This novel tells the story of two Afghan women navigating the turbulent socio-political landscape of Afghanistan. Chosen for its intense portrayal of suffering, resilience, and the power of female friendship, its themes align with those in ‘A Little Life’.

‘The Perks of Being a Wallflower’ by Stephen Chbosky

This coming-of-age novel follows the life of an introverted teenager, Charlie, through his letters to a stranger. Picked for its raw depiction of adolescence, trauma, and the path to recovery, it resonates with the emotional depth and exploration of personal trauma found in ‘A Little Life’.

‘Pachinko’ by Min Jin Lee

This epic novel follows several generations of a Korean family living in Japan. With its intricate exploration of identity, family, love, and the immigrant experience, it mirrors the depth of characterization and exploration of identity in ‘A Little Life’.

‘Room’ by Emma Donoghue

This novel, narrated by a five-year-old boy held captive in a room with his mother, explores the themes of freedom, resilience, and the power of imagination. Selected for its intense emotional narrative and exploration of trauma, it aligns with the complex emotional themes of ‘A Little Life’.

‘Americanah’ by Chimamanda Ngozi Adichie

This novel follows Ifemelu and Obinze, two young Nigerians navigating love, race, and identity in America and the UK. Chosen for its rich exploration of cultural and racial identity, as well as love and personal growth, it resonates with the themes of identity and personal evolution in ‘A Little Life’.

‘Normal People’ by Sally Rooney

This novel explores the intricate relationship between two young people in Ireland. With its poignant exploration of love, friendship, and the struggle of personal identity, it reflects the relational dynamics and exploration of self found in ‘A Little Life’.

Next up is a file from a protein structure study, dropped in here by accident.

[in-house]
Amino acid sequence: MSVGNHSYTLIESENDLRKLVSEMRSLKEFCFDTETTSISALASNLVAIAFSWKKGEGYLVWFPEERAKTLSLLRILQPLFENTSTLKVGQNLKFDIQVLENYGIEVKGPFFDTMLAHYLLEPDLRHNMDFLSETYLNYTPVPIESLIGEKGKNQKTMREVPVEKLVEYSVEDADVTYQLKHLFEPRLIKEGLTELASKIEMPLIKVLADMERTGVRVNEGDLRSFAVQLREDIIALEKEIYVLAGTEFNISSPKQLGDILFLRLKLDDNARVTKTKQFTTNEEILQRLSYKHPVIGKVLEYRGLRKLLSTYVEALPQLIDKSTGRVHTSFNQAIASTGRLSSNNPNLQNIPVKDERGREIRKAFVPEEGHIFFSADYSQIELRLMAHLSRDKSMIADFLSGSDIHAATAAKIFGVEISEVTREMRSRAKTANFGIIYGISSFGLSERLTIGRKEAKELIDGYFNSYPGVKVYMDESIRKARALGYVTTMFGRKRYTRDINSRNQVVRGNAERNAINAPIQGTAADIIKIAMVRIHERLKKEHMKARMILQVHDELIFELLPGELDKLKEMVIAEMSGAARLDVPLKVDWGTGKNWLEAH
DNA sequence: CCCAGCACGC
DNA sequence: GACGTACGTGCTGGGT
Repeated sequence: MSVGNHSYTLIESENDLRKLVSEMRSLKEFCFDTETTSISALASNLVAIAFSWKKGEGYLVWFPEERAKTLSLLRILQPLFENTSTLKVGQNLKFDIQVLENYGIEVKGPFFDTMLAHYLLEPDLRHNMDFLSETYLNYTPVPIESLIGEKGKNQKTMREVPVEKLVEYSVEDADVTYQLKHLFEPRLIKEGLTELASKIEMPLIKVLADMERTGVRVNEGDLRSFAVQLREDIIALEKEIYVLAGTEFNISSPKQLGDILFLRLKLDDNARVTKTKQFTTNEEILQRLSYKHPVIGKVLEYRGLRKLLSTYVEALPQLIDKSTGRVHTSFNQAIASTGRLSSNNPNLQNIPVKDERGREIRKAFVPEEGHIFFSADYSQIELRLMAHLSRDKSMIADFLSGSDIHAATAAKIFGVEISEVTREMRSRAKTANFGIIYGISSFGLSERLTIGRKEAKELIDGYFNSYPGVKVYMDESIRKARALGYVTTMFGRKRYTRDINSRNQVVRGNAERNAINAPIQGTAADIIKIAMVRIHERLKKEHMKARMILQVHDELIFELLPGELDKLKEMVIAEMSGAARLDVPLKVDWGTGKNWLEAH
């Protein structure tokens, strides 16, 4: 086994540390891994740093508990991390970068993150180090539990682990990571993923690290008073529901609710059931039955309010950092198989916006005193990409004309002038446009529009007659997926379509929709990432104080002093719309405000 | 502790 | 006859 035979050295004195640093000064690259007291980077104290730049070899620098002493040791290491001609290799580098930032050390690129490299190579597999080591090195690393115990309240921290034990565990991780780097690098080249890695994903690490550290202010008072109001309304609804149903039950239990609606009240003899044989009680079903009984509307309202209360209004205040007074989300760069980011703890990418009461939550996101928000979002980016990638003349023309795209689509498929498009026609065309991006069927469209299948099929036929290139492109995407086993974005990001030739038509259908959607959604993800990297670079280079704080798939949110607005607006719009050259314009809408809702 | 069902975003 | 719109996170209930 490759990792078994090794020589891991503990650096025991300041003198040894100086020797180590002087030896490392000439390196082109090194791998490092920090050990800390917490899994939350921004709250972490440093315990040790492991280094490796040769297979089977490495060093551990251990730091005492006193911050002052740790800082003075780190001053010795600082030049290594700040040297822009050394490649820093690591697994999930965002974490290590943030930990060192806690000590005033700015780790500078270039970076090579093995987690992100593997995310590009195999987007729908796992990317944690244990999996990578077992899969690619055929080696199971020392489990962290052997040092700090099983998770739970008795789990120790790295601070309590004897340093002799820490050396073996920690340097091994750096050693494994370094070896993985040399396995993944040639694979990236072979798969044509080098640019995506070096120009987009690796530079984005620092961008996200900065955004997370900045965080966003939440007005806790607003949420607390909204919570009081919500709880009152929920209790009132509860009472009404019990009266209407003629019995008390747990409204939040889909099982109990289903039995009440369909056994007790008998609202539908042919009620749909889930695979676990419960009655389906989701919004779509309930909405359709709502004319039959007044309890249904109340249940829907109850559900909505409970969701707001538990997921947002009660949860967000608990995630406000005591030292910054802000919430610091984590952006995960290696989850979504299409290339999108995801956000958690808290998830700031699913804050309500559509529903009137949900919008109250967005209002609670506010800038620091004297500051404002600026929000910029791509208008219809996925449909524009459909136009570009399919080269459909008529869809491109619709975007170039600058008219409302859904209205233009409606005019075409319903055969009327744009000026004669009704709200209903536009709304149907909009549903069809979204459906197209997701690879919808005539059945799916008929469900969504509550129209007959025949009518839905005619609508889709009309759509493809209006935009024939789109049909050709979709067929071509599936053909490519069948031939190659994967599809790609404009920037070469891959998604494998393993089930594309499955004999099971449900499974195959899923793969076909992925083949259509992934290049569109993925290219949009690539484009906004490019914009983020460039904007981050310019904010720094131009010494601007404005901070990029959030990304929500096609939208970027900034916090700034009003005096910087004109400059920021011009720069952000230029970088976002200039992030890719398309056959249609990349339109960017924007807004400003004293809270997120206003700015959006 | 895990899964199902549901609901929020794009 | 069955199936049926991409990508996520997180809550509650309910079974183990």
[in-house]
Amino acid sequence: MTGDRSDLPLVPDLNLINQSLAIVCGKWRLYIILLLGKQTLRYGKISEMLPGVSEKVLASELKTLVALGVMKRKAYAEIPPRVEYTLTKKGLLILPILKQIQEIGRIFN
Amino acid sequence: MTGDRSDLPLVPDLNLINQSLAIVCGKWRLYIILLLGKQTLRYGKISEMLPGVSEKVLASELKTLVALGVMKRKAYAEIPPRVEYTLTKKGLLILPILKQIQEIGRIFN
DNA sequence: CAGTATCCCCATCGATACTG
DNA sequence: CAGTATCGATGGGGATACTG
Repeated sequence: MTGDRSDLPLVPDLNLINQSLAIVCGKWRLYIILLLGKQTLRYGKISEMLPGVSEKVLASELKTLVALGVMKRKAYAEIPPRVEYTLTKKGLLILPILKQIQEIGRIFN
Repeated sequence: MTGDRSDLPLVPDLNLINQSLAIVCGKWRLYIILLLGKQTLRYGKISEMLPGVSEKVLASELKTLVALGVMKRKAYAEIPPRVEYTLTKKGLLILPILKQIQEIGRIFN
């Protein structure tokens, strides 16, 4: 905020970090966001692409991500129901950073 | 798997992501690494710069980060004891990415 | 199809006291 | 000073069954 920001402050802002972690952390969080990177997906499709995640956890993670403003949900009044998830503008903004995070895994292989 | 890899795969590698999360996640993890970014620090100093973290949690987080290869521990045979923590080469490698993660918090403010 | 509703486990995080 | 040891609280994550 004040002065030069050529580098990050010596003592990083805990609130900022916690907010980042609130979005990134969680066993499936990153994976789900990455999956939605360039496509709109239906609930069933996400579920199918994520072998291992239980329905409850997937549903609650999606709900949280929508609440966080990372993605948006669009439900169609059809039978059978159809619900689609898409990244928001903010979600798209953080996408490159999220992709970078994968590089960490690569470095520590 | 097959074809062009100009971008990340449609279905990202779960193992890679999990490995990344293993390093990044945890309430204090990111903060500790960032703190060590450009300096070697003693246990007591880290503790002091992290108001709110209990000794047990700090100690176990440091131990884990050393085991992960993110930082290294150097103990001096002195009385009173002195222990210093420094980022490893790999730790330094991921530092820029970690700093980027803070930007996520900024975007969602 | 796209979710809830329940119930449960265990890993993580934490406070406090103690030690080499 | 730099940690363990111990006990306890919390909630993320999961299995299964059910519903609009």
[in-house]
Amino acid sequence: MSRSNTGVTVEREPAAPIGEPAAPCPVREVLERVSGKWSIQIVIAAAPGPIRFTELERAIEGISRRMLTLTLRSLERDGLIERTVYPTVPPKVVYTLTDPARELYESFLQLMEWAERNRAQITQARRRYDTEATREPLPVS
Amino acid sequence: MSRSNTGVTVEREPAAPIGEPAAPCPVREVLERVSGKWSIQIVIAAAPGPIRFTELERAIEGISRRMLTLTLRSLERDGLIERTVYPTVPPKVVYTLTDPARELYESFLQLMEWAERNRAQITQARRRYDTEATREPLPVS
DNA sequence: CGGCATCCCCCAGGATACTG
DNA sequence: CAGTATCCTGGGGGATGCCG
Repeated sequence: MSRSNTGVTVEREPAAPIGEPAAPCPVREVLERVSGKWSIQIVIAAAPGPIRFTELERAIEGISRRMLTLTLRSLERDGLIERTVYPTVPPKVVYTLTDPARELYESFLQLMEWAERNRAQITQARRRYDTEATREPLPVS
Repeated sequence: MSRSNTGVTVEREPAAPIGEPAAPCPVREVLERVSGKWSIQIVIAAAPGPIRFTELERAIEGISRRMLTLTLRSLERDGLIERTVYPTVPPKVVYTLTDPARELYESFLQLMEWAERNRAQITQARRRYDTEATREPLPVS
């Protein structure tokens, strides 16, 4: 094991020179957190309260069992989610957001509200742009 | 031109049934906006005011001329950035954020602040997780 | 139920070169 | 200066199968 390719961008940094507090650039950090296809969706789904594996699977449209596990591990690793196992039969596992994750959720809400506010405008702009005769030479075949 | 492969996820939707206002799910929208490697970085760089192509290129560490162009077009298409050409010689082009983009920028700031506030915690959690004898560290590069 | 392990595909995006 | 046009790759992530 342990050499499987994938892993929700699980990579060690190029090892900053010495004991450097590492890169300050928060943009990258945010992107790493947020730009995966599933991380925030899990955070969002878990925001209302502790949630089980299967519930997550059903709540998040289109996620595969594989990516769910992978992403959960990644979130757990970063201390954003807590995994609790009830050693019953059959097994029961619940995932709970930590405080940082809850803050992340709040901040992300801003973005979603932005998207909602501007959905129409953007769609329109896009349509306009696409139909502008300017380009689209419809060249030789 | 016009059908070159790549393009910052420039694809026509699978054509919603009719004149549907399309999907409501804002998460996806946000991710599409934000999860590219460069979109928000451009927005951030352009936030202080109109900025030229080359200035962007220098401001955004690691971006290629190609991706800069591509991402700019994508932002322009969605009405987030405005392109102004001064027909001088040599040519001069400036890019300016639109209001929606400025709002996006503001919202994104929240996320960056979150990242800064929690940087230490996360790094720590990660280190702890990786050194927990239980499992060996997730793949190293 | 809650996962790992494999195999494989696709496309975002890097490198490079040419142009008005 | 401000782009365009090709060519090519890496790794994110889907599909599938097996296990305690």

‘Sing, Unburied, Sing’ by Jesmyn Ward

This novel delves into the journey of a mixed-race family in the American South. Picked for its rich exploration of familial relationships, personal struggle, and the echoes of historical trauma, it mirrors the exploration of trauma and interpersonal dynamics in ‘A Little Life’.

‘Educated’ by Tara Westover

This memoir follows Westover’s journey from being raised in a strict, isolated, and often abusive household in Idaho to earning a Ph.D. from Cambridge University. Chosen for its exploration of personal transformation amidst adversity, it resonates with themes of personal growth and overcoming trauma found in ‘A Little Life’.

‘Less’ by Andrew Sean Greer

This novel follows Arthur Less, a failed novelist about to turn fifty. Selected for its exploration of love, aging, and the human fear of being insignificant, it echoes the introspective and emotional journey seen in ‘A Little Life’.


Having journeyed through novels that mirror the themes, style, and emotional depth of ‘A Little Life’, we hope that these book recommendations offer you new avenues to explore. From narratives that delve into the human condition to stories that offer a masterful exploration of trauma and recovery, these books promise to leave a lasting impression.

Whether it’s the profound exploration of friendships in ‘The Great Believers’, the rich storytelling in ‘The Secret History’, or the deep dive into trauma and healing in ‘Beloved’, each book carries a piece of what makes ‘A Little Life’ resonate with so many readers.

Dive into these books and see how they speak to you, inform your perspectives, and touch your heart.